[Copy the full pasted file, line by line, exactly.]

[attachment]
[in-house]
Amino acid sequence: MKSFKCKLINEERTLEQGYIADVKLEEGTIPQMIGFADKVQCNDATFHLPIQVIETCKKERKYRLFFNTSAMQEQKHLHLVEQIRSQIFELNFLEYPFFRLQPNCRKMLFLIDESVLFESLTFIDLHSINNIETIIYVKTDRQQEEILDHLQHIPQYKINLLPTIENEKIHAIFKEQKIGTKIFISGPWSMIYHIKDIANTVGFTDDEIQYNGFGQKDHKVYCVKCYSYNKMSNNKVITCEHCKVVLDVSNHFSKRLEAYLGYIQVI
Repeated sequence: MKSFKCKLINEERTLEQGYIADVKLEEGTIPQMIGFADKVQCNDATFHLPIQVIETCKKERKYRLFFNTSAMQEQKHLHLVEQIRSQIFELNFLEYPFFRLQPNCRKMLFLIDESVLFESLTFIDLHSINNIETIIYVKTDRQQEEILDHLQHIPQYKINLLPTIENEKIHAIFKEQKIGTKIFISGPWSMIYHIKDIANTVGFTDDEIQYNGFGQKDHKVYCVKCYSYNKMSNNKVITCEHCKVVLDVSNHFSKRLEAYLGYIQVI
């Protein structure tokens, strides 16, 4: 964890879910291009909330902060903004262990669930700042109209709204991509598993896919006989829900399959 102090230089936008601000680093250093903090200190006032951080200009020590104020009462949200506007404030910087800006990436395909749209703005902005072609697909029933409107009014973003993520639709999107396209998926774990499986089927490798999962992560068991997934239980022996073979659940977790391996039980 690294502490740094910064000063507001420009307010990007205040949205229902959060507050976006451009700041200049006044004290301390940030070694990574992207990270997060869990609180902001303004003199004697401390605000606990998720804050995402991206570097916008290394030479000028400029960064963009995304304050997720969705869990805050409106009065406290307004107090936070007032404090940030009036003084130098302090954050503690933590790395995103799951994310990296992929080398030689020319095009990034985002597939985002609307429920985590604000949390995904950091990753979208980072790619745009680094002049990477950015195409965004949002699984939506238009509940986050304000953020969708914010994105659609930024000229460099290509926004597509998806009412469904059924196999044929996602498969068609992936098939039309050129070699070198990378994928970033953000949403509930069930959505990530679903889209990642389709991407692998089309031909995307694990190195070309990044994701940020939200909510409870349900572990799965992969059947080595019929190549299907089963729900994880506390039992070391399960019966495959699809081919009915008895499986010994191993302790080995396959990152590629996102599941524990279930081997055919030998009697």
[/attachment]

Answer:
[in-house]
Amino acid sequence: MKSFKCKLINEERTLEQGYIADVKLEEGTIPQMIGFADKVQCNDATFHLPIQVIETCKKERKYRLFFNTSAMQEQKHLHLVEQIRSQIFELNFLEYPFFRLQPNCRKMLFLIDESVLFESLTFIDLHSINNIETIIYVKTDRQQEEILDHLQHIPQYKINLLPTIENEKIHAIFKEQKIGTKIFISGPWSMIYHIKDIANTVGFTDDEIQYNGFGQKDHKVYCVKCYSYNKMSNNKVITCEHCKVVLDVSNHFSKRLEAYLGYIQVI
Repeated sequence: MKSFKCKLINEERTLEQGYIADVKLEEGTIPQMIGFADKVQCNDATFHLPIQVIETCKKERKYRLFFNTSAMQEQKHLHLVEQIRSQIFELNFLEYPFFRLQPNCRKMLFLIDESVLFESLTFIDLHSINNIETIIYVKTDRQQEEILDHLQHIPQYKINLLPTIENEKIHAIFKEQKIGTKIFISGPWSMIYHIKDIANTVGFTDDEIQYNGFGQKDHKVYCVKCYSYNKMSNNKVITCEHCKVVLDVSNHFSKRLEAYLGYIQVI
């Protein structure tokens, strides 16, 4: 964890879910291009909330902060903004262990669930700042109209709204991509598993896919006989829900399959 102090230089936008601000680093250093903090200190006032951080200009020590104020009462949200506007404030910087800006990436395909749209703005902005072609697909029933409107009014973003993520639709999107396209998926774990499986089927490798999962992560068991997934239980022996073979659940977790391996039980 690294502490740094910064000063507001420009307010990007205040949205229902959060507050976006451009700041200049006044004290301390940030070694990574992207990270997060869990609180902001303004003199004697401390605000606990998720804050995402991206570097916008290394030479000028400029960064963009995304304050997720969705869990805050409106009065406290307004107090936070007032404090940030009036003084130098302090954050503690933590790395995103799951994310990296992929080398030689020319095009990034985002597939985002609307429920985590604000949390995904950091990753979208980072790619745009680094002049990477950015195409965004949002699984939506238009509940986050304000953020969708914010994105659609930024000229460099290509926004597509998806009412469904059924196999044929996602498969068609992936098939039309050129070699070198990378994928970033953000949403509930069930959505990530679903889209990642389709991407692998089309031909995307694990190195070309990044994701940020939200909510409870349900572990799965992969059947080595019929190549299907089963729900994880506390039992070391399960019966495959699809081919009915008895499986010994191993302790080995396959990152590629996102599941524990279930081997055919030998009697």